Earlier this year I wrote about the prevalence of Sudden Infant Death
Syndrome (SIDS) amongst American Indian populations, and the need to
educate parents on ways to mitigate the high incidence of this tragic
occurrence. Today, I write to you about another disease that has manifested
in many American Indian communities, Fetal Alcohol Spectrum Disorders
FASD are the leading known cause of mental retardation in the United
States. Current studies estimate 40,000 newborns per year are born with
FASD, which translates to an incidence rate of 1 out of every 100 births.
While FASD occurs in all sections of the general population, research and
medical studies show that there is a higher rate of incidence of FASD among
minority populations, especially American Indian and Alaskan Native groups.
American Indians in general have always suffered from a health status that
is far below the general population of the United States, and this is no
Various studies of the American Indian population estimate the frequency of
FASD between 7.86 and 8.97 per 1,000 children. This number is more than
three times the average estimate for all of North America. The rates of
FASD in the American Indian population vary greatly from one tribe to
another. Individual tribal populations can have very high rates of FASD,
while others are essentially zero.
Individuals with FASD are often small at birth, develop slowly, and can
suffer from mental retardation or a low IQ. They might also have learning
difficulties, show poor coordination, have problems with memory or
attention and exhibit hyperactivity and behavioral problems.
As a result, children and young adults with FASD often require special
education, social counseling, and career and financial support.
Accordingly, the societal cost of FASD is at more than $5 billion a year.
That is nearly twice the amount that the U.S. government spends to fund
Indian Health Services each year.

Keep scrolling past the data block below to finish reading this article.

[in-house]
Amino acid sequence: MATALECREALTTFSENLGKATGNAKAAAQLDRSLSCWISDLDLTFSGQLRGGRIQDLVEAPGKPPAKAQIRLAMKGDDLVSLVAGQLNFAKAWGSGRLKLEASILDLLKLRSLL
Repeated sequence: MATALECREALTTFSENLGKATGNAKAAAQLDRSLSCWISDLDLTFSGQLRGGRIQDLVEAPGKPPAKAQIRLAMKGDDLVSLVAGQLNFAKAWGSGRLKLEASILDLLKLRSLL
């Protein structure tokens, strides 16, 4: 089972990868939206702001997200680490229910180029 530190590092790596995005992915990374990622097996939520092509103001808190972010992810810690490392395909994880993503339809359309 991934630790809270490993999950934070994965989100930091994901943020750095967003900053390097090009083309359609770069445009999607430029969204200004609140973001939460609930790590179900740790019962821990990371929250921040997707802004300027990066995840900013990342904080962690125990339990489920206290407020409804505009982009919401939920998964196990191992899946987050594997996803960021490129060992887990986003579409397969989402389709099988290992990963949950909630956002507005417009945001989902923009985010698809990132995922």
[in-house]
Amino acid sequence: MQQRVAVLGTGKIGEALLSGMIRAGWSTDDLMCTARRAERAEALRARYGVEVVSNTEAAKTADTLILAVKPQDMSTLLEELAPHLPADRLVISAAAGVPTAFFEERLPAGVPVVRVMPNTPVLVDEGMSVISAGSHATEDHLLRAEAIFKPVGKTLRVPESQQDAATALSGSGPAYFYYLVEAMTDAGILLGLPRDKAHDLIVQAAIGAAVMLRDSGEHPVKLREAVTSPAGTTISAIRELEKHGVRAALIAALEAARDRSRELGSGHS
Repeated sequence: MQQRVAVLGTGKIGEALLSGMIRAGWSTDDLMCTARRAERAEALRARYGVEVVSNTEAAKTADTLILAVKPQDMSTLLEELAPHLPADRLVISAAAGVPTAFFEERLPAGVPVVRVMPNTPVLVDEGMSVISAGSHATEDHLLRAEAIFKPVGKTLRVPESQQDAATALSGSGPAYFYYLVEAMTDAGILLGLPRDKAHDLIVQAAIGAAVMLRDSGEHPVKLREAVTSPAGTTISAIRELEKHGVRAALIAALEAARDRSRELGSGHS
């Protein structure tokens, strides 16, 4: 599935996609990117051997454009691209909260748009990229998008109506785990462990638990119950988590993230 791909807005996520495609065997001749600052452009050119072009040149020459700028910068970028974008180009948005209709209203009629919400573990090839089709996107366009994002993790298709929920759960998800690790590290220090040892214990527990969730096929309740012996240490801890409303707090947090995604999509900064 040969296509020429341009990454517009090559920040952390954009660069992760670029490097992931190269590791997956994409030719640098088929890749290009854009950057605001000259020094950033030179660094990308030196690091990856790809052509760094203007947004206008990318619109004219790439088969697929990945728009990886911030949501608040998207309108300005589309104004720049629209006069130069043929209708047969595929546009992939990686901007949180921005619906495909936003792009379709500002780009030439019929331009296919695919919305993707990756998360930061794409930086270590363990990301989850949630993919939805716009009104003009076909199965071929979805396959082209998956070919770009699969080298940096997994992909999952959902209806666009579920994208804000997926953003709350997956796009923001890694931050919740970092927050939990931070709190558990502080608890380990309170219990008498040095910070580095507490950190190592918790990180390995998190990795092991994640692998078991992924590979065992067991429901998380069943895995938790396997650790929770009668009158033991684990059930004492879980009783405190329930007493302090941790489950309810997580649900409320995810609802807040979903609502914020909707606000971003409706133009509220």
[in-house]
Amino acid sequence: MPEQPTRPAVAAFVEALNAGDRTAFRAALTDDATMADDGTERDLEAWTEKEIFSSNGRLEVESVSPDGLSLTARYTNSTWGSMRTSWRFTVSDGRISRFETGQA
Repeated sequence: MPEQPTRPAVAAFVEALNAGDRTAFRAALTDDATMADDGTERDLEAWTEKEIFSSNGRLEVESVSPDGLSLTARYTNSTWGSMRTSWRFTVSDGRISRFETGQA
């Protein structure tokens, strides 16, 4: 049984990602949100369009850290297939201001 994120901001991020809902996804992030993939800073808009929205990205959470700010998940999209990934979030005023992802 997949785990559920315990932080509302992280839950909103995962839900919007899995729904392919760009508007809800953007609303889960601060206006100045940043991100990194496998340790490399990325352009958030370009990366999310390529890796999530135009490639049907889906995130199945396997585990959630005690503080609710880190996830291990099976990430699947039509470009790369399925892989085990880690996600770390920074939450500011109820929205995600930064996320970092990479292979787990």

However, there is hope because FASD are completely preventable if a woman
abstains from alcohol during pregnancy, making it imperative that outreach
and education are under-taken to address this national concern.
Unfortunately, lack of knowledge of the dangers of drinking while pregnant
has allowed prenatal exposure to persist, and in some cases even rise.
Like most public health crises, the key to preventing the occurrence of
FASD is increasing public awareness through outreach and education. This is
particularly important in American Indian communities where there is often
a lack of access to information and high quality health care. In light of
this, many tribes have taken matters into their own hands; carrying out
community-based projects designed to educate children, adolescents, and
expectant mothers about FASD and how to prevent it.
Congress must also do its part to help reduce the incidence of FASD.
Accordingly, I, along with my colleague Rep. Jim Ramstad of Minnesota, have
formed the Congressional Caucus on Fetal Alcohol Spectrum Disorders. This
Caucus will serve to educate and inform members of Congress on matters
relevant to FASD. Additionally, Congress needs to help communities combat
FASD by providing increased funding for research, surveillance,
identification programs, and public awareness programs. It is our hope that
through education and outreach we can achieve prevention.
There are many current health-related problems plaguing Indian country, and
this is just one of them. The good news is that we have a course of action.
While we have a lot of work ahead of us regarding this issue, and many of
the other Indian health issues, I am looking forward to working with Indian
country to meet this challenge.
Congressman Frank Pallone Jr. is currently serving his eighth full term in
the U.S. House of Representatives. Rep. Pallone represents New Jersey's
Sixth Congressional District, serving as a senior member of the House
Energy and Commerce Committee and the House Resources Committee.